Tactical systems can be used to deal with issues such as deciding how many products should be produced within a given period. They are also used to monitor the raw materials use or the cost of production among other middle manager-level responsibilities.

For the operational, it involves the real monitoring of the product which is in the line of production at any given time to ensure that the product meets the set standards.

c) Finance and accounting information systems

These systems are used for finance to manage company assets and their capitalization. At the strategic level, they are used to manage the long-term investment of the company and future prediction of the company’s financial status.

At the tactical level, they are used to control the financial resources of the company, and also they can be used to prepare short-term budgets.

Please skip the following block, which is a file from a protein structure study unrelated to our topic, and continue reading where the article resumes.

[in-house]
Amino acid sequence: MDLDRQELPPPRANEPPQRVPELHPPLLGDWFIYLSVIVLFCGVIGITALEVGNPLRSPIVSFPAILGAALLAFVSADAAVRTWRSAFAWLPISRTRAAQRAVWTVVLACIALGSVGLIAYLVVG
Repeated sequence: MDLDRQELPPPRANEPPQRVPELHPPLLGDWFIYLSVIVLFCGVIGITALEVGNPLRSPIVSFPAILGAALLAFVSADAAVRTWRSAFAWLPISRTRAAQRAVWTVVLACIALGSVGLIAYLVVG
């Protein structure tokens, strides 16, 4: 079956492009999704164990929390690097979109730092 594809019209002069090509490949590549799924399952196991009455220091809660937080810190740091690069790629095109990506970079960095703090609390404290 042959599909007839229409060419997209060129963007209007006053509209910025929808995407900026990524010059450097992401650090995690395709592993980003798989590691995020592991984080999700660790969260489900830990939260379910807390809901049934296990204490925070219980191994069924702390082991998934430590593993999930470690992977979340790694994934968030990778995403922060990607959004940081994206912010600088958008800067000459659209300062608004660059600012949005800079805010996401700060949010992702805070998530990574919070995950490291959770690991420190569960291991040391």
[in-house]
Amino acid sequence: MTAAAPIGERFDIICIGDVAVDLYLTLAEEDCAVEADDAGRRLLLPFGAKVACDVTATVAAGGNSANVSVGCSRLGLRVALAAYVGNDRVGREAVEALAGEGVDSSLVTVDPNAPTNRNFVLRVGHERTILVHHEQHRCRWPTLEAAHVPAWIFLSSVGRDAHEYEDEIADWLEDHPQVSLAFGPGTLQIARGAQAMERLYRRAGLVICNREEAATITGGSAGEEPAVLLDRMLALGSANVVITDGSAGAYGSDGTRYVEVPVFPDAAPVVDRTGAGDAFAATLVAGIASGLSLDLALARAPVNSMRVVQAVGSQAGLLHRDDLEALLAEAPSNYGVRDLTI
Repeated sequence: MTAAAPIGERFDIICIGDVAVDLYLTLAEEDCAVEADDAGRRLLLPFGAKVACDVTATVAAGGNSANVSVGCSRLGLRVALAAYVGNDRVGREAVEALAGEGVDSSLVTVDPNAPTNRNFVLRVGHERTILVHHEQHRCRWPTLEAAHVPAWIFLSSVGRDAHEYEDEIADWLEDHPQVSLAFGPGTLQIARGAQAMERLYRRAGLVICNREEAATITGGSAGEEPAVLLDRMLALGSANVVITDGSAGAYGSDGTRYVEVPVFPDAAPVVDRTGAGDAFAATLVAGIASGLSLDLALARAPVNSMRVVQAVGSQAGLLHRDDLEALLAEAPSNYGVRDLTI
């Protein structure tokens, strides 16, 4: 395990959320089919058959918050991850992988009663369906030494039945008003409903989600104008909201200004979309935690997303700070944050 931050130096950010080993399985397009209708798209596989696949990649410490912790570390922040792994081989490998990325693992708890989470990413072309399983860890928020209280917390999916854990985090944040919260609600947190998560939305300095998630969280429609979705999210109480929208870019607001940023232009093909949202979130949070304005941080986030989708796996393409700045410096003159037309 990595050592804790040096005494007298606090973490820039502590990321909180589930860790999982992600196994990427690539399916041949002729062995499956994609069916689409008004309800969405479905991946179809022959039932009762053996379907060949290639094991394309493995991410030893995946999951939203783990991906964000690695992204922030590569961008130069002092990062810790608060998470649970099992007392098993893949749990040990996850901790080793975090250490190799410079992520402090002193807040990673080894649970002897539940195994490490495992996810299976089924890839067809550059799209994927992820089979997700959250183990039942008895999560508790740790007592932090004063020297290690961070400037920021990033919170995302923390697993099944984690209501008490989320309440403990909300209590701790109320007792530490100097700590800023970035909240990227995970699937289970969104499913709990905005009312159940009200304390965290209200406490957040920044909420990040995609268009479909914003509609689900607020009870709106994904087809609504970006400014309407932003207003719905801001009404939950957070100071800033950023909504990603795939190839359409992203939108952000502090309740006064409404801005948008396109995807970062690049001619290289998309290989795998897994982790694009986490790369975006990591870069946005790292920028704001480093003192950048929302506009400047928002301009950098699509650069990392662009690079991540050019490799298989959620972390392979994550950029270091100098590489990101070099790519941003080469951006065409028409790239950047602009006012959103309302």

While at the operational level finance and account information system are used to track the flow of cash through transactions carried out by issuing receipts.

d) Sale and marketing information systems

Marketing is the main section of any company’s success. These systems are used to facilitate the operations that are carried out in the sale and marketing of all products.

At the strategic level, they are used to plan for new product lines by assessing any opportunities available for future expansion. They are also used to forecast the sale of the product.

For tactical they are used for price analysis to ensure prices are competitive. Also, they are used to determine the type of product campaign or advertisement that are best for each specific product.